So in keeping with our undertakings in the 2008 election, we've said that if re-elected we'll extend the mixed ownership model to four energy SOEs and reduce the Government's stake in Air New Zealand – while retaining majority stakes.
In every case the Government will ensure New Zealanders are at the front of the queue to buy shares.
If we want to rebalance our economy towards savings and exports, we need dynamic investment markets that offer attractive options for savers and enable local businesses to access the capital they need to expand.
Extending the mixed ownership model will provide attractive investment opportunities for Kiwi mums and dads and capital for the Government to reinvest in social infrastructure like schools and hospitals - reducing our borrowing requirements.
That is just one part of the Government's job we can do better.
We will continue to focus on a more efficient public sector and we will get the results you expect for your contribution to the welfare of all New Zealanders.
We can achieve success that’s good for people and good for the economy. For example, in 2008 we took over a dysfunctional and failing ACC. We have turned this performance around and ACC is now proposing cutting levies for households and businesses - keeping half a billion dollars a year in their pockets.
And there is more to come. We've told government chief executives to find $1 billion in savings and we've started looking at which agencies can be merged, or can work more closely together, to reduce costs and improve services.
If we stay on track we can drop ACC levies further, reduce crime rates and prison numbers, lift standards in all schools and give more people better health care – those are results worth fighting an election for.
Finally in a growing economy we will need everyone who can work to be in work. Unemployment among those aged 25 and over is already down to 4.5 per cent, with an ageing population leaving the workforce in increasing numbers.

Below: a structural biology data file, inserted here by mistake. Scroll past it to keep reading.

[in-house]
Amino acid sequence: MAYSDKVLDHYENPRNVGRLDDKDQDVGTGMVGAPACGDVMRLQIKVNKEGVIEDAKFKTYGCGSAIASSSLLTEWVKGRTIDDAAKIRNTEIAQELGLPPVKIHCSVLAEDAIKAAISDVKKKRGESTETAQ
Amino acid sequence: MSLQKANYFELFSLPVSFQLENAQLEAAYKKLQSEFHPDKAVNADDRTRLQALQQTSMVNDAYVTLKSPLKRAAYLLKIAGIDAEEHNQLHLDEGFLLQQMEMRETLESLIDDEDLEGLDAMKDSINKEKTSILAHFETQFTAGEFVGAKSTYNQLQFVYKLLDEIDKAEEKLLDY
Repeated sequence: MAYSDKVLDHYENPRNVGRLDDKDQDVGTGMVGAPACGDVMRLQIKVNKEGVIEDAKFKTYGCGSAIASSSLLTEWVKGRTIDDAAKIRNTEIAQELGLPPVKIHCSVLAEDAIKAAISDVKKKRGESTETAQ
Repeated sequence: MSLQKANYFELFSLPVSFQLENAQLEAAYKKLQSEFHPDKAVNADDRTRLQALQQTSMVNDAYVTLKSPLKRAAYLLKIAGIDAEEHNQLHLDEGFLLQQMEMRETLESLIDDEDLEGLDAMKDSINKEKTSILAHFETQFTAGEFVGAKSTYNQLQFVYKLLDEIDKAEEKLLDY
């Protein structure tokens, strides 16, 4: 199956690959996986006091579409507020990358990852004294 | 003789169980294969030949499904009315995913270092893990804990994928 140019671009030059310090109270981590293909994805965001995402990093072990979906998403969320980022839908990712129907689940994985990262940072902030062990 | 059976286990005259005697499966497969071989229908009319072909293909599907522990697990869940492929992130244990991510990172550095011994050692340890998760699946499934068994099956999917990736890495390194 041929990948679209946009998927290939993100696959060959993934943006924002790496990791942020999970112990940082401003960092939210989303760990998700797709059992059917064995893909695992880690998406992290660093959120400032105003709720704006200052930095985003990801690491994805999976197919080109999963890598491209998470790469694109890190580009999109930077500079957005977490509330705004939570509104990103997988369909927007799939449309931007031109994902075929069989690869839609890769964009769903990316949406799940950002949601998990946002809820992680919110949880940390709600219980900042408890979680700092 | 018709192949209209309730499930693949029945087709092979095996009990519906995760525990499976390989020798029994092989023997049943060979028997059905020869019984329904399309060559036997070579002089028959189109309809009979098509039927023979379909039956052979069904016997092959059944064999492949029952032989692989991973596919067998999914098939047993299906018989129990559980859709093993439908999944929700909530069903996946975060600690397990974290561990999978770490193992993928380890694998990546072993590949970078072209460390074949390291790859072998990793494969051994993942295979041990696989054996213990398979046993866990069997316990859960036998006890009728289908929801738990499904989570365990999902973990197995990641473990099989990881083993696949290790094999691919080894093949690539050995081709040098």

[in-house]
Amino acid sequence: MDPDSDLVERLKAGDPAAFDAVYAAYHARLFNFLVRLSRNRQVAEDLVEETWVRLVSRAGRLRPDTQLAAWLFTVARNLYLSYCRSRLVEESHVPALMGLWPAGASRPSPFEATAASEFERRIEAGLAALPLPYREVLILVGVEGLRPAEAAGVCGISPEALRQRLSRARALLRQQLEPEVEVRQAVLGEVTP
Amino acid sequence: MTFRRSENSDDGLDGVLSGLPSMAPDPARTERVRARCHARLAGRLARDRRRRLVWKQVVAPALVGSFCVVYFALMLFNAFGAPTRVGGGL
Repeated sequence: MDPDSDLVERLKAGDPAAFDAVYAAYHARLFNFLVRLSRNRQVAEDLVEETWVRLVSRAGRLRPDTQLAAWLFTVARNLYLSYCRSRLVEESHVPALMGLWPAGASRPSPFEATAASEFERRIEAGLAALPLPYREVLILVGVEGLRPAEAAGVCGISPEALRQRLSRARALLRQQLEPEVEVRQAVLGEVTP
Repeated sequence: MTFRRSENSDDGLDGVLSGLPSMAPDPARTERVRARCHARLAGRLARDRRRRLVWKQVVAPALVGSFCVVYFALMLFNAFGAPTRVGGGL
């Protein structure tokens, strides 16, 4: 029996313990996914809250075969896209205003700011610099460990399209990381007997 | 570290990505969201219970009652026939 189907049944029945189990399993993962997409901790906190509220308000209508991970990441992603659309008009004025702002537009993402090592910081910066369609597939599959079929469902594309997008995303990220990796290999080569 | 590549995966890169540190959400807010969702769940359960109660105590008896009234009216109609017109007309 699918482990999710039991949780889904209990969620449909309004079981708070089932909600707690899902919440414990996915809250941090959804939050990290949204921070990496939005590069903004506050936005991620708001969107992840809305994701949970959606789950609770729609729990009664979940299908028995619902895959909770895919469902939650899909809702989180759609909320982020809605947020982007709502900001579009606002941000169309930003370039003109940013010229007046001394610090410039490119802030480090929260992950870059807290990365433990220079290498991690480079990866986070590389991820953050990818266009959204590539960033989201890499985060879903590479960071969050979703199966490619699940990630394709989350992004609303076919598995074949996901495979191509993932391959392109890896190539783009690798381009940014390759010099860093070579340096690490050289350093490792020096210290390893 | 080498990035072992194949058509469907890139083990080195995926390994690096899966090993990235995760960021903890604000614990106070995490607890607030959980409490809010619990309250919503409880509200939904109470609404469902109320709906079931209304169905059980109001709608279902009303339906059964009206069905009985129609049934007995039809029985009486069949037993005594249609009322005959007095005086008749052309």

We've already been busy in the skills area. Youth Guarantee places will rise to 7,500 next year, we have the highest number of core university and polytechnic places ever, we've opened eight trades academies and we are driving better results out of industry training.
We will be working to support as many people as possible into the labour market - skilled migrants, school leavers, and our biggest pool of lost potential, tens of thousands on long term welfare.
The Prime Minister will talk more about those policies tomorrow – better welfare policy is as important for our economy as it is for our community.
In the next few months, in the run-up to the election, we'll release new policies.
They will be policies that press ahead with our well established programme to build faster growth, more jobs and higher incomes.
They will be policies that make our economy and our businesses more competitive.
They will be policies that keep our debt low and support a stable investment environment with relatively low inflation and interest rates.
They will be policies that promote savings and support our exporters to make the most of the opportunities ahead.
And, most of all, they will be policies that give hard-working Kiwis the opportunity to get ahead here in New Zealand .
Authorised by Bill English MP, 15 Main Street , Gore